Monday, March 1, 2010

Where are all the good horror movies?

The most prolific horror movies today are pure crap. The whole "slasher" genre. As much as I love a good scare, somebody sold my beloved horror world to pure unadulterated sell-out profit mongers. They care nothing for the craft. They keep rewriting the same "murder the good-looking people" plot lines. They are even remaking them; Friday the 13th, Nightmare on Elmstreet, Texas Chainsaw. Why are people going to these movies? I love a good horror story but I am appalled by the idea that simply killing a long string of attractive young people in gory ways immediately before, during or after sex is somehow entertainment. It's just disgusting, but worse, and more unforgivably, uninteresting.

People, true horror is not sci-fi, mass-slashing or cataclysm. You have to build horror, it has to creep up on you, not ride in on a bullet train during an earthquake.

How about the classic monsters? One of my fav books of all time is Salem's Lot, possibly the rightful successor to Bram Stoker's Dracula as the quintessential blood sucker tome. However, vampires have been done to death and, as far as TV and movies goes, thanks but no thanks. Frankenstein monster? Over-cooked. The mummy? I say "let's call it a wrap." Werewolves? They used to be my favorite because of the tragic dimension to the curse. But that oil field is drained as well; I'm told the recent remake of The Wolfman is a real howler...

So I'm not fingernailing the chalkboard for any more of those movies. My fear is that many folks are quick to lump zombies in with that overexposed crowd and stop making those movies--and here, I cry foul.

People overlook one fact about the zombie milieu; it is actually two genres in one--monsters and the apocalypse--lending itself to many more permutations. Werewolves, vampires and ax-wielding sexually-frustrated nut cases make for very personal dramas played out, most commonly, in a near claustrophobic stage setting. Zombies are almost by definition pandemic and near-global. The essential zombie movie inescapably deals with heroes and/or anti-heroes scrounging off a lost civilization while dodging horrific caricatures of their previous lives. Think of the possibilities!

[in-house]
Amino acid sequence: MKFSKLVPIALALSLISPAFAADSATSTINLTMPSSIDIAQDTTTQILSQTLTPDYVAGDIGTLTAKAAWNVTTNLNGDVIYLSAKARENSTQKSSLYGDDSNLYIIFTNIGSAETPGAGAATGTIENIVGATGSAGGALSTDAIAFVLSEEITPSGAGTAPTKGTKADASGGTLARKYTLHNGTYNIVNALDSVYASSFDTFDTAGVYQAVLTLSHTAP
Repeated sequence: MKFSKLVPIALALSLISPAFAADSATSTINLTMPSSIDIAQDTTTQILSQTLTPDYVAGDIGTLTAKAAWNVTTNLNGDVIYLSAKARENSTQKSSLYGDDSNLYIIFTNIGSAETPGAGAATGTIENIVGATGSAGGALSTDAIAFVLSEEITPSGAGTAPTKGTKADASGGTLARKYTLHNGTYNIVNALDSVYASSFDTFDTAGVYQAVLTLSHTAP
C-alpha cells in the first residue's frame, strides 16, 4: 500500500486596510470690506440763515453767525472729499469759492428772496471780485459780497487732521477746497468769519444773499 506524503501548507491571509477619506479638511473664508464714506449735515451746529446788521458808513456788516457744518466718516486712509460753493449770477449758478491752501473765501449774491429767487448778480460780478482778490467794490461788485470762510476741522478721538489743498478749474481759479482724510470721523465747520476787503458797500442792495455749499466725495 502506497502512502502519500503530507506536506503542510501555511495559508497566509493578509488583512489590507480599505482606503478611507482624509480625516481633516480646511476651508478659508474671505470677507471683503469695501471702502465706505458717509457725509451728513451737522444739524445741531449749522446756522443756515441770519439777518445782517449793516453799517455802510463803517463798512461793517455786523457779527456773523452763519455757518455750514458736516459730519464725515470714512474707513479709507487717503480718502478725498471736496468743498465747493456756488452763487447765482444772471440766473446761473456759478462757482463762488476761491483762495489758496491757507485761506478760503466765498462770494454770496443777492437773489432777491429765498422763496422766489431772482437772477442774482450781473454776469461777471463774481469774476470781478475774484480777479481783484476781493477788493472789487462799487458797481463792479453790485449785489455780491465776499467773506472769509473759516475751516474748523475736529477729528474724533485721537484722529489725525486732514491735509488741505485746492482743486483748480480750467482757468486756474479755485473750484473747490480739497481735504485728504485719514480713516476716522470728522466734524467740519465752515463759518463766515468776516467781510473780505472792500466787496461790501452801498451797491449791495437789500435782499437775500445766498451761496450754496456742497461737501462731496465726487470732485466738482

There are variations, i.e. fast and slow zombies. A zombie story can be claustrophobic or span a continent, or most likely both. (SPOILER WARNING IN THIS PARAGRAPH) Recently released to DVD, Zombieland reinvents the genre by painting zombies almost as backdrop to a buddy story with a romantic interest. That movie delivers comedy and a few good scares without ever losing any of the main characters to the imminent threat. Refreshing change from most horror entries.

Another variation, the original zombies were not flesh eaters. The result of voodoo practices, zombies were meant to be people whose free will has left them, possibly they are dead. But ultimately they are being punished, or used as slave labor, and the horror comes purely from the threat of becoming a zombie, not being victimized by one. Movies from the '30s through the '50s were populated by that genre.

So lets not close the door on this most fertile territory just yet. You know what they say: "When there is no more room in Hell, the dead will walk the earth..." Well, how about we temporarily rent the freespace in Hades so we can get a few more of these little treasures on celluloid, or disc, or whatever media?

At least until World War Z hits the theaters...

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